LF353 Three-Band Active Tone Control

Thread Starter

bernardomarques

Joined Nov 14, 2019
14
Three Band Active Tone Control.png

Good afternoon, I'm currently working on a project where I have to build a three-band tone control based on the circuit given in this OpAmp datasheet (picture of this thread).

My question is, when you analyse the three bands separately how does the 11k resistor fit in the circuit (of just one of the bands, for example the treble part of the circuit)?

Thank you!
 

ci139

Joined Jul 11, 2016
1,088
Very approximately - the LF353 is a j-Fet input Op-Amp -- meaning -- it's input currents are almost Zero . . .
/// LF155/LF156/LF256/LF257/LF355/LF356/LF357JFET Input Operational Amplifiers
/// LF347,LF351,LF353,LF355,LF356,LF357,LF411,LF412,LF441,LF442,LF444,TL081,TL082 -- Application Note 447 Protection Schemes for BI-FET Amplifiers and Switches

. . . so -- whatever goes through that 11k must go back through it

the BASS/CUT basically set's a "DC" gain or just the General gain

// from the other hand what is been overseen while using the j-Fet input Op-Amp-s is the very fact that the input currents are neglectable
// what the resistorless biasing results is the input being "over-driven" by rough transitions -- so -- to get a "smoother" responce there should be "attenuation" (of the noise and steps) apx. 200kΩ or less for faster responce . . .

from what we can conclude that the (faster changing) higher frequencies won't need "attenuation" that much

what else we can study from the diagram is that the lower adjustment pots are being shunted for higher frequencies
 
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Thread Starter

bernardomarques

Joined Nov 14, 2019
14
So how could I analyse the treble band separately for example? I mean where would I connect the "loose" terminal of that 11k resistor/pot.

See picture below.

Thank you!Captura de ecrã 2019-12-16, às 19.02.54.png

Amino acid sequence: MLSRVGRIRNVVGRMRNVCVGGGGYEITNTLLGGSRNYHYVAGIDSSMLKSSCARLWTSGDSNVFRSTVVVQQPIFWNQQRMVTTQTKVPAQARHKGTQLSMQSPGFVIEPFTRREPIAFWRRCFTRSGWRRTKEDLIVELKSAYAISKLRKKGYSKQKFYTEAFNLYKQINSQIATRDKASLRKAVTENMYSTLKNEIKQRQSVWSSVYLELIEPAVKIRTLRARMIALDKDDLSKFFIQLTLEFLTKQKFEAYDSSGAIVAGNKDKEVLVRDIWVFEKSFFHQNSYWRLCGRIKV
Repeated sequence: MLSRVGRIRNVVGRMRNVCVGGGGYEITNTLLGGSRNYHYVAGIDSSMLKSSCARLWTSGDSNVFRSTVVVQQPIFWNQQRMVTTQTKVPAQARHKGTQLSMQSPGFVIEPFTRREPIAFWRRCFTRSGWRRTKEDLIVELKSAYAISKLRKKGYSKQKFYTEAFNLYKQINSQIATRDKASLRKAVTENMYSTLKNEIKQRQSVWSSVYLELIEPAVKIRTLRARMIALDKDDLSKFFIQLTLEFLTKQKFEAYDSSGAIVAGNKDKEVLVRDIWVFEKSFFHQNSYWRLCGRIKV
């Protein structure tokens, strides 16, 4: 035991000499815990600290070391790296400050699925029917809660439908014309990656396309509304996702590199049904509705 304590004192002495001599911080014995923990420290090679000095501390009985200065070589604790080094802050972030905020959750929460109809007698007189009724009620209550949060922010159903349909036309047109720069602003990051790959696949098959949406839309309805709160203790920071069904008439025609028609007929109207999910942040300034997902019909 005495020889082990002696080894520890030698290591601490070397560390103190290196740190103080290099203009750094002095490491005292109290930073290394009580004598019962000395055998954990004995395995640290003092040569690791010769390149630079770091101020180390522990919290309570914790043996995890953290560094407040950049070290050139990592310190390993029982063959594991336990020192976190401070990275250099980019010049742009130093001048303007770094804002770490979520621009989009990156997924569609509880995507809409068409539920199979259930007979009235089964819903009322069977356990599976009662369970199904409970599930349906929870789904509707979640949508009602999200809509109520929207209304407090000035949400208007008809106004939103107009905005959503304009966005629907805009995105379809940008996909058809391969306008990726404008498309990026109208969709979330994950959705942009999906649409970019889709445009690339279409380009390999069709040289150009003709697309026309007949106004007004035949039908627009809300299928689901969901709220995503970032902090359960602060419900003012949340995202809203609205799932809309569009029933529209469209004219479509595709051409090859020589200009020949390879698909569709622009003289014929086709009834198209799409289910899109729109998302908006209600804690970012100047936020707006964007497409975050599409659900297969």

AnalogKid

Joined Aug 1, 2013
8,256
The 11 K resistor circled affects only the bass adjustment. The opamp inverting input (pin 6) is a "virtual ground". A consequence of negative feedback is that the opamp does whatever it takes at the output to cause the - input to be equal (in voltage) to the + input. Various currents can be going in and out of the 11 K, 0.022 uF, and 0.005 uF components, but those currents do not interact with each other because the voltage node where they come together always is 0 V. This makes it relatively easy to adjust the component values in each of the three networks to get the frequency response performance you want.

Note, a virtual ground is not always at zero volts. it always is at the potential of the non-inverting input, whatever that is, and in this case it is the circuit ground.

https://en.wikipedia.org/wiki/Virtual_ground

ak
 

Jony130

Joined Feb 17, 2009
5,127
To the signal input ( left side of a 1.8k resistor).

And your circuit should look like this:
EQ12.png

Where in your circuit R1 = 1.8kΩ, Pot1 = PR1 = 500kΩ; R2 = Req = 83kΩ
Also, you can compare your results with mine.
 

Thread Starter

bernardomarques

Joined Nov 14, 2019
14
Ok I get how you get to the 83kΩ, now my question is how you analyse the circuit has you have it on your latest answer.

Knowing that the gain of the inverting amplifier is -Rf/Ri, what would be my Rf and my Ri? I know I have to analyse the circuit when the C1 pot is all the way to right and all the way to the left.

For example when the C1 pot is all the way to the left is the Ri the parallel between R1 and R2? And Rf the series of all the components in that net? I'm a bit confused on that particular part.

Thank you for your help.
 

Thread Starter

bernardomarques

Joined Nov 14, 2019
14
By doing that you're admitting the capacitor's impedance is irrelevant? How is that?

If you calculate the capacitors impedance for f=20kHz you get Z_c = 1/sC <=> Z_c = 1/ (2*PI*20000*0,005*10^-9) <=> 1591549,431Ω so I don't get why you would replace the capacitor for a short circuit.
 

Jony130

Joined Feb 17, 2009
5,127
First 0.005 = 0.005μF = 5nF and Xc at 20kHz is Xc ≈ 0.16/(20kHz * 5nF) ≈ 0.16/(20000Hz * 5E-9F) ≈ 1.6kΩ

And the gain will be equal to about:

Av_max ≈((500kΩ+1.8kΩ)||83kΩ)/1.8kΩ≈71kΩ/1.8kΩ ≈ 40 V/V ---> 32dB (we ignore mid-range influance) for a signal frequancy larger than:
F > 0.16/(1.8k*5nF) ≈ 17.8kHz

And circuit simulation confirm this results:
 

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